On Good Friday, April 14, The Shadow Brokers released to the public a bunch of powerful Windows’ exploits, tools and exploit kits used by The Equation Group – the group supposedly behind the NSA.
We’re currently analyzing the data, and would like to share some initial analyses and recommendations. Understanding the impact will allow security professionals to prioritize and fortify their systems in their race to defend them.
The stolen data is dated around 2013. Taking into consideration that year, it became clear that the vulnerabilities were very sophisticated. We saw there vulnerabilities that affected systems across various versions of Windows – from Windows XP to Windows 8. And at least one that affected Windows 10.
Fast forward four years - to now – most of these vulnerabilities are still very dangerous for organizations because patching takes time. In fact, it’s not rare to find organizations running 6-9 months late on their patching cycle. In particular, unsupported Windows version such as Windows XP and Windows Server 2003 will never be patched.
- A SMB flaw easily enables a threat actor to perform lateral movement. SMB is the Windows file-sharing protocol. It is used internally within the organizations as users place files in shared folders or even use the office printer. A threat actor exploiting the flaw can leach on to the protocol and hop around the organization. To recall, the old Conficker worm - which had similar lateral movement capabilities - existed years after initial patch release. Windows fixed the SMB vulnerability, but given Windows XP end of life and slow patching cycles, the vulnerable protocol still remains for this. Worse yet, a single vulnerable system can bring down the whole organization. The reason is that even if most of the organization is patched (or unaffected), it is typically enough to steal credentials from one vulnerable legacy system to be able to laterally move across the organization.
- A RDP flaw enables an attacker to remotely take control of the underlying system. Remote Desktop Protocol (RDP) allows users to connect to another computer, usually used to access one computer via another through a graphical interface. Windows Server 2003 is still affected by this, and unfortunately, many organizations have their RDP ports open to the Web and thus are publically exposed to this flaw.
Within the stolen data, there also appears a self-built hacking tool, named FuzzBunch. Similar to the publically-available Metasploit tool, this Equation Group tool also automates the process of exploiting vulnerabilities and injecting payloads onto vulnerable systems.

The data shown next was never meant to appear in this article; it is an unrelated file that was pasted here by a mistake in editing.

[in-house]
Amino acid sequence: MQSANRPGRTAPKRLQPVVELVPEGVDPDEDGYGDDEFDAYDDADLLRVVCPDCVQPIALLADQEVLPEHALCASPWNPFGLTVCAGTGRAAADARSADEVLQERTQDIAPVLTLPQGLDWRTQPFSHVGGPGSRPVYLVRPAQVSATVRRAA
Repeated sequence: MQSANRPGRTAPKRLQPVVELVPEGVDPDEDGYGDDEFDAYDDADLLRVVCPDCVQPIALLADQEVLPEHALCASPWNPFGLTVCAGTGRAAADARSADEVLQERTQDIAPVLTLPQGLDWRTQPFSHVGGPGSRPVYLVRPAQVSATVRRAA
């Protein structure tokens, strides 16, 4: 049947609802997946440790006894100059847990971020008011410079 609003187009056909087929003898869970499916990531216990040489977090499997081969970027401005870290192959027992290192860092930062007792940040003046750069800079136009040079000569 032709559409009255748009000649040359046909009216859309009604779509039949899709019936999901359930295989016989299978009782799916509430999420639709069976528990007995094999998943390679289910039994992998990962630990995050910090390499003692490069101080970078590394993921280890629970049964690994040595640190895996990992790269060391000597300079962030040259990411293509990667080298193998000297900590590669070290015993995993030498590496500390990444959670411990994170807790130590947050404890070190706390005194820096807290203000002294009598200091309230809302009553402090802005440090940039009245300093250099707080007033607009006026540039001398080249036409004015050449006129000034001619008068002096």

Does the Equation Group belong to the NSA? That we cannot know. Does the NSA tool have the capabilities and knowledge to conduct such attacks? It’s safe to assume that they can. After all, a few years ago, the former NSA Director Keith Alexandar admitted that the NSA hoards zero days. The thing is that if The Equation Group does in fact belong to the NSA, this means that nation-state tools and their security knowledge is now found also in the hands of cyber-criminals. Let it be criminals who can use these vulnerabilities for targeted attacks, disrupt business operations or perform widespread ransomware attacks.
For those running legacy systems, here are a few steps that you should do now:
- Ensure that the security controls for these systems are turned ON (they are not necessarily enabled by default or because of an IT decision)
- Discover your network! If you find there’s no need for a legacy system, remove it. As a start, run the nmap tool.
- If you have required legacy systems, understand that they are your weakest link. As such: remove their Internet access, isolate them and remove them from your Active Directory.
- Provide security for these systems through 3rd party solutions. Evaluation criteria for 3rd party solutions much include: embedded support, low footprint and provide a preventative solution. Disclaimer: enSilo’s endpoint security platform also supports legacy systems. That said, this also means that we’ve investigated, learned, tested and are deployed on these live systems to know what we’re talking about.
In the next upcoming weeks, we’ll continue to keep an eye out on any further advancements, as well as perform additional analyses of our own. We’ll make sure to continue updating as needed.